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Decision No. 16,447

Appeal of D.V., on behalf of her sons A.V. and J.V., from action of the Board of Education of the Cornwall Central School District regarding residency.

Decision No. 16,447

(January 24, 2013)

Girvin & Ferlazzo, P.C., attorneys for respondent, Erin R. Morris, Esq., of counsel

KING, JR., Commissioner.--Petitioner challenges the determination of the Board of Education of the Cornwall Central School District (“respondent”) that her sons, A.V. and J.V., are not district residents.  The appeal must be dismissed.

In October 2012, respondent began an investigation into petitioner’s residency after receiving information that she had moved from the district.  Respondent was further informed that petitioner was driving A.V. and J.V. from Rock Tavern, New York, outside the district, to their former bus stop where district buses transported them to school.  By letter dated October 16, 2012 and addressed to petitioner at the in-district address, petitioner was informed that her residency was in question and provided an opportunity to submit information.  After at least two unsuccessful attempts at delivery, the U.S. Postal Service returned the letter to respondent as “unclaimed.”  On November 15, 2012, respondent issued a final residency determination.  This appeal ensued.  Petitioner’s request for interim relief was denied on December 6, 2012.

Petitioner asserts that she was forced to move from her residence in the district due to financial difficulties.  Petitioner claims she is without permanent housing and temporarily resides with friends in Rock Tavern.  Respondent argues, interalia, that the appeal must be dismissed for lack of proper service and for failure to state a claim upon which relief may be granted.

The appeal must be dismissed for lack of proper service.  Section 275.8(a) of the Commissioner’s regulations requires that the petition be personally served upon each named respondent.  If a school district is named as a respondent, service upon the school district shall be made personally by delivering a copy of the petition to the district clerk, to any trustee or any member of the board of education, to the superintendent of schools, or to a person in the office of the superintendent who has been designated by the board of education to accept service (8 NYCRR §275.8[a]; Appeal of Peterson, 48 Ed Dept Rep 530, Decision No. 15,939; Appeal of Naab, 48 id. 339, Decision No. 15,877).

As proof of service of the petition upon respondent, petitioner submits an unnotarized statement indicating that the petition was served by leaving it with a “secretary in said district ... duly authorized to accept service.”  The document does not indicate the name of the individual allegedly served.  However, in its verified answer respondent asserts that the petition was served on the district tax collector who is not authorized to accept service.  Petitioner submits no reply or other competent evidence to refute respondent’s claim of improper service.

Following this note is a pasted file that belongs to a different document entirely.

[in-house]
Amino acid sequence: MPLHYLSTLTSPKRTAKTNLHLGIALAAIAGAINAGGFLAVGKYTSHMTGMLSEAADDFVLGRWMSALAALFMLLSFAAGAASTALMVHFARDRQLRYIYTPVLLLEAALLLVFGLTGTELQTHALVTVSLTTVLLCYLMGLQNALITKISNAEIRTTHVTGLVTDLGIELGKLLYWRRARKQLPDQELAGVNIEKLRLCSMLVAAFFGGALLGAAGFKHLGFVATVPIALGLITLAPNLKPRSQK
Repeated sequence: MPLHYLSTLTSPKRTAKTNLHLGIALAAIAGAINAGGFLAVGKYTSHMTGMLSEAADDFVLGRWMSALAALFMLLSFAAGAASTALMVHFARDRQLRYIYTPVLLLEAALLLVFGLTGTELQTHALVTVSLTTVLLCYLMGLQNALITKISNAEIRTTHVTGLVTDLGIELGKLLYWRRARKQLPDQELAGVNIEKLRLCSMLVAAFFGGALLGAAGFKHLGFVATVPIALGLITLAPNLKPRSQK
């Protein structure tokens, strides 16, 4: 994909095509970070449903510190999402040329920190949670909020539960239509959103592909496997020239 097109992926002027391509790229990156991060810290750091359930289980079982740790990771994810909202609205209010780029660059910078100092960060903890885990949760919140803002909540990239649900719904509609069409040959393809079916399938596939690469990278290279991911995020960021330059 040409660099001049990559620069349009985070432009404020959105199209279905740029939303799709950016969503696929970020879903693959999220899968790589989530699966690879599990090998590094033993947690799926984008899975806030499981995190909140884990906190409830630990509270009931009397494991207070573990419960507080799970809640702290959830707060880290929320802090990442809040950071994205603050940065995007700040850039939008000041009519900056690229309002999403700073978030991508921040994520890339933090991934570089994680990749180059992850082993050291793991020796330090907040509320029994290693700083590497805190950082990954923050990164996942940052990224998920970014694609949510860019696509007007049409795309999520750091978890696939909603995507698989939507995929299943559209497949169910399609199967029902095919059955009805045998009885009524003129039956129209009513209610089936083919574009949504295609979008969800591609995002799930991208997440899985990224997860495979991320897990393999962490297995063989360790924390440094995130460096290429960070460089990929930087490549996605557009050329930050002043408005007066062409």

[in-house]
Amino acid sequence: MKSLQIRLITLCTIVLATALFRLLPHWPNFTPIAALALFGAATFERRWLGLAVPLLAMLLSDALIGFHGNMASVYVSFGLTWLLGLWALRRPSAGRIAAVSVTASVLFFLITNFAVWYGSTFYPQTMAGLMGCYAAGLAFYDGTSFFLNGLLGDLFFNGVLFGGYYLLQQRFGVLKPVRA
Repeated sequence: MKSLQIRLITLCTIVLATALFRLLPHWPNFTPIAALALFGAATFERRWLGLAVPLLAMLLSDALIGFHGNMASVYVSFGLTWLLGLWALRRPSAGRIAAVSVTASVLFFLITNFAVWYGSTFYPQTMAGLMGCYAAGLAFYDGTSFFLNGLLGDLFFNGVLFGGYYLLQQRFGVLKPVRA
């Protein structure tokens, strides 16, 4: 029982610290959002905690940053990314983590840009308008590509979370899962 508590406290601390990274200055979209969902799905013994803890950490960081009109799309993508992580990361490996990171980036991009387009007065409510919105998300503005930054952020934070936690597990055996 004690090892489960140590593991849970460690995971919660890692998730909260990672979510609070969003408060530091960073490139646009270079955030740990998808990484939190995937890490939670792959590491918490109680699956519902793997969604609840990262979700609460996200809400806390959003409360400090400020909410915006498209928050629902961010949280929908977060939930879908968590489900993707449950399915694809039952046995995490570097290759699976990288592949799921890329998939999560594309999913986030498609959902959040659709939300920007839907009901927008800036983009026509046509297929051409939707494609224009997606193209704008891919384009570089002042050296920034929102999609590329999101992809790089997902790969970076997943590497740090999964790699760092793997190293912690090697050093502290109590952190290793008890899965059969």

When there is no proof that an individual is authorized to accept service on behalf of respondent, service is improper and the appeal must be dismissed (Appeal of Willis, 50 Ed Dept Rep, Decision No. 16,211; Appeal of Terry, 50 id., Decision No. 16,117; Appeal of Villanueva, 49 id. 54, Decision No. 15,956).  On this record, I cannot conclude that petitioner properly served a copy of the petition on respondent in accordance with §275.8(a) of the Commissioner’s regulations.  Accordingly, the appeal must be dismissed. 

For the benefit of the parties, I note that respondent asserts that it first became aware of petitioner’s claim that she resides in temporary housing upon receipt of the petition in this appeal challenging its November 15, 2012 residency determination.  According to the record, respondent permitted petitioner’s sons to continue to attend school in the district pending an investigation as to whether they are homeless within the meaning of the McKinney-Vento Homeless Education Assistance Improvements Act (42 USC §11431 etseq., “McKinney-Vento”).

By letter dated December 17, 2012, the superintendent advised petitioner that her sons do not lack a fixed, adequate and regular nighttime residence and, therefore, are not homeless within the meaning of McKinney-Vento.  Respondent’s determination was based upon its finding that petitioner resides with her boyfriend in a four bedroom, four bathroom home in Rock Tavern.  Respondent notified petitioner that her sons would be excluded from its schools on January 17, 2013 and advised her of her right to appeal its determination to the Commissioner of Education.   To date, petitioner has not filed any appeal challenging respondent’s December 17, 2012 determination.

Based on the foregoing, the instant appeal challenging respondent’s November 15, 2012 residency determination must be dismissed for lack of jurisdiction.  In light of this disposition, I need not address the parties’ remaining contentions.